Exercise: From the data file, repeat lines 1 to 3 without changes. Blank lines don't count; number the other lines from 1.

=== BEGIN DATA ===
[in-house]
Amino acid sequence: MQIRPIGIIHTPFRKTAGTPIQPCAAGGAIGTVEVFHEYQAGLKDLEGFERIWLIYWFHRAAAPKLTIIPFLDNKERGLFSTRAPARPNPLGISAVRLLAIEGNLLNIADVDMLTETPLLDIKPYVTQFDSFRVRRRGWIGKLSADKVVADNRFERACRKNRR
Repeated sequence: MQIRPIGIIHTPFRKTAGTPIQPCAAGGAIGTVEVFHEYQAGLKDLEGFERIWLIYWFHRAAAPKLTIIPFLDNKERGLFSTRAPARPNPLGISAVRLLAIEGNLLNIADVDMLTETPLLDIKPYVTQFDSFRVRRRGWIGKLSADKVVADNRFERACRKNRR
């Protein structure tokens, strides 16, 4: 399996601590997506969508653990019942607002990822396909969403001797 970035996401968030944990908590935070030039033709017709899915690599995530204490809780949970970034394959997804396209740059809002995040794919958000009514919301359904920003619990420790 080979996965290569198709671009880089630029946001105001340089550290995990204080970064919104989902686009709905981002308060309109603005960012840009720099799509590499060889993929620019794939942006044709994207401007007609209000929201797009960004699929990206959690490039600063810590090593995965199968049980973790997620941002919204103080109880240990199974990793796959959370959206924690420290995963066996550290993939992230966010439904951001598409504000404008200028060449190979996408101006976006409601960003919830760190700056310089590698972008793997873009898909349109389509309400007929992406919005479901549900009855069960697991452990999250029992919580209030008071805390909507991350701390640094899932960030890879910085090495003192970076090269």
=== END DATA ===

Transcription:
[in-house]
Amino acid sequence: MQIRPIGIIHTPFRKTAGTPIQPCAAGGAIGTVEVFHEYQAGLKDLEGFERIWLIYWFHRAAAPKLTIIPFLDNKERGLFSTRAPARPNPLGISAVRLLAIEGNLLNIADVDMLTETPLLDIKPYVTQFDSFRVRRRGWIGKLSADKVVADNRFERACRKNRR
Repeated sequence: MQIRPIGIIHTPFRKTAGTPIQPCAAGGAIGTVEVFHEYQAGLKDLEGFERIWLIYWFHRAAAPKLTIIPFLDNKERGLFSTRAPARPNPLGISAVRLLAIEGNLLNIADVDMLTETPLLDIKPYVTQFDSFRVRRRGWIGKLSADKVVADNRFERACRKNRR